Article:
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Offbeat 03 June 2016

The water situation in 061 is troubling to say the least. The municipality is obviously intent on getting as much water back into the drainage system, so it is restricting grey water. This is the item that seems to be causing the most public concern: people still want their gardens.
What nobody has commented on much is the couple of statements that restrict other uses of water: no storing water, no illicit selling of water, and no movement of water from one place to another. These water regulations have the character of regulations that are put in place to conserve and distribute resources when a black market may emerge.
The character of the announcements seem to indicate that water will become so scarce that black market sales will arise. Scary stuff, but real. I can’t say I disagree with the regulations. Water needs to be distributed equitably.
In spite of repeating cycles of drought and repetitive campaigns, some of which I wrote, suburban Windhoek has grown fat, lazy and complacent on water. If the tap works, water is there for use. But it’s a western pattern. A shower seems to be a noble sacrifice, but in circumstances where water is carried to the household, a wash in a bucket using two liters and a flannel cloth, is actually a luxury. After all, those two liters have to be carried to the household.
One of the major complaints is that nothing was done to develop infrastructure to secure the water supply. It holds some merit, but right now, we are in a situation where we can’t blame others in the expectation that there will be some sense of justice. We have to look at our behaviour and, to my mind, stock up on buckets and flannels.
There is a complaint about the Eveline Street car washes that troubles me. Maybe that water can be saved. On the other hand, the Eveline Street car washes provide some form of minor income to the extremely poor. If those jobs go, the potential for crime increases. The sound way would be not to put a halt to washing cars, but to look for ways to wash them with a very small amount of water, maybe redesignating them car wipes instead of car washes.
Perhaps people who want their cars washed should bring their own bottles of water. But that would flout the regulation on transporting water. At least Eveline street is becoming notorious for something other than shebeens. Why can’t we have a campaign to promote social exclusion for people who still have green lawns? There are more than enough of those around to cause anger.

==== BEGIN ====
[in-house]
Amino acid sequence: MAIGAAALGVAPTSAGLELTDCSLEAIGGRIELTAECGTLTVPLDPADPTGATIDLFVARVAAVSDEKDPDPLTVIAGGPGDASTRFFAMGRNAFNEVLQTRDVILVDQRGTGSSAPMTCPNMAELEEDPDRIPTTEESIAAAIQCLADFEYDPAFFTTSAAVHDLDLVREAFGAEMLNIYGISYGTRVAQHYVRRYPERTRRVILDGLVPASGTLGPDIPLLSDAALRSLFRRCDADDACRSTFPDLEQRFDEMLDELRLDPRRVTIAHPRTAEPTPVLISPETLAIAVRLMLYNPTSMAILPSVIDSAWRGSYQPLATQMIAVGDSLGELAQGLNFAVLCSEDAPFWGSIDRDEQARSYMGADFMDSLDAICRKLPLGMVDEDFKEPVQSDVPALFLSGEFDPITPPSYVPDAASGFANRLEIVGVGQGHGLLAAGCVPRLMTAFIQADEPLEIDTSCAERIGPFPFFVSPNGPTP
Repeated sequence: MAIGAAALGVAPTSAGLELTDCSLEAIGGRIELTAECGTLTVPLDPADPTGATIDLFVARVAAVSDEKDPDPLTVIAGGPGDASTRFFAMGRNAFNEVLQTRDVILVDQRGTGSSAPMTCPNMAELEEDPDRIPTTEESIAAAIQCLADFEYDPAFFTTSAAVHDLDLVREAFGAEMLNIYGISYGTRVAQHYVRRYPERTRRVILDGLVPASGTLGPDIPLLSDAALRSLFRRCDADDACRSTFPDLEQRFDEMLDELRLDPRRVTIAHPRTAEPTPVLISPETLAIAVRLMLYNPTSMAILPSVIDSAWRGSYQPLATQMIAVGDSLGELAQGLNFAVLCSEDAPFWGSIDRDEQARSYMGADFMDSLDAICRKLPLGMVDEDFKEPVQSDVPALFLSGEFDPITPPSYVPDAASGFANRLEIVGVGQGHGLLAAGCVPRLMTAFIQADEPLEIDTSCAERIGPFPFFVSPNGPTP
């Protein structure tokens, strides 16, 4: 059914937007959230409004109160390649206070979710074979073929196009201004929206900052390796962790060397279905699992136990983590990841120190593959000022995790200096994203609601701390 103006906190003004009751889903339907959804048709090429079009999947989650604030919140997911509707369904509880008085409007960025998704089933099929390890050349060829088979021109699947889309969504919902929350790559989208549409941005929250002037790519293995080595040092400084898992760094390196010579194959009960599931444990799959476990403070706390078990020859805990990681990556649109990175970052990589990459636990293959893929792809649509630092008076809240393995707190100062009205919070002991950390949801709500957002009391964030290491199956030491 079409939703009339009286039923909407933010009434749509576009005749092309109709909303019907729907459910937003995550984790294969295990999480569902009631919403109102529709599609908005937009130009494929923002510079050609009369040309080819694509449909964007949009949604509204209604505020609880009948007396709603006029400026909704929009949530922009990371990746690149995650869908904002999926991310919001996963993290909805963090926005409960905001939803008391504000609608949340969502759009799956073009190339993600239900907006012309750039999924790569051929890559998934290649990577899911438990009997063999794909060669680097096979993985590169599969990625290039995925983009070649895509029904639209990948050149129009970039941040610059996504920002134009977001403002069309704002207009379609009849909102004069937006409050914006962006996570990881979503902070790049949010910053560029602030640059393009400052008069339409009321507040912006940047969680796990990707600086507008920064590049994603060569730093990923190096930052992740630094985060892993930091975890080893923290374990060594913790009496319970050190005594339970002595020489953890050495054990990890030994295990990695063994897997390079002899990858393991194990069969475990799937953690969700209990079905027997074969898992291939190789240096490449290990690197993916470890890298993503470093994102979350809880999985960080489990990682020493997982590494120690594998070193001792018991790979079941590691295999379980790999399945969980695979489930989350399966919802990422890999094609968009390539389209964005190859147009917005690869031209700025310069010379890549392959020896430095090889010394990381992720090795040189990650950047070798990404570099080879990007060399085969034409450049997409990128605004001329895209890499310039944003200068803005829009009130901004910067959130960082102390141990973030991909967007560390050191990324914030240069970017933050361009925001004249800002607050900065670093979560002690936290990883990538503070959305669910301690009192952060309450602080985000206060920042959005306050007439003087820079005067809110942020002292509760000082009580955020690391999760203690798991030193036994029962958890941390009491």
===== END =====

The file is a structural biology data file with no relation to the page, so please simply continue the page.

The root of the problem is the high-water consumption pattern of the western lifestyle. The pattern is unthinking. Because water saving is by and large still an unknown thing in spite of repetitive cautions and education, there is no balanced view, so the responses are knee-jerk. The threat to incomes in Eveline Street, and its socio-economic impact, is a case in point. Everything has ripples, pardon the tasteless pun.
And on the topic of atrocious puns, creeks need water, so the fact that we don’t have a paddle seems to be less of a problem than previously thought. Sewage and sanitation are now the major problems.
The root of the thing lies in ostentatious lifestyles and expectations. In current thought, more is bigger and better, but obviously it’s not.
Just about every day, I get an email newsletter from the tiny house movement, lifestyle porn.
The homes they feature are minute and extremely compact. They show me that it is possible to live with just a few possessions, maybe a minimal bit of ornamentation or keepsake possessions and, above all, less resources. Nowadays, most joys, luxuries and diversions can be accessed on a small device: books, films and music. There is less of a need to sprawl and accumulate.
Wanting less possessions and using less resources is possible. The world is changing, but we seem to be locked in older, less sustainable ways of living. Less water is one of the changes we have to absorb. Maybe washing in a basin or bucket should become the new normal.

About The Author


Today the Typesetter is a position at a newspaper that is mostly outdated since lead typesetting disappeared about fifty years ago. It is however a convenient term to indicate a person that is responsible for the technical refinement of publishing including web publishing. The Typesetter does not contribute to editorial content but makes sure that all elements are where they belong. - Ed.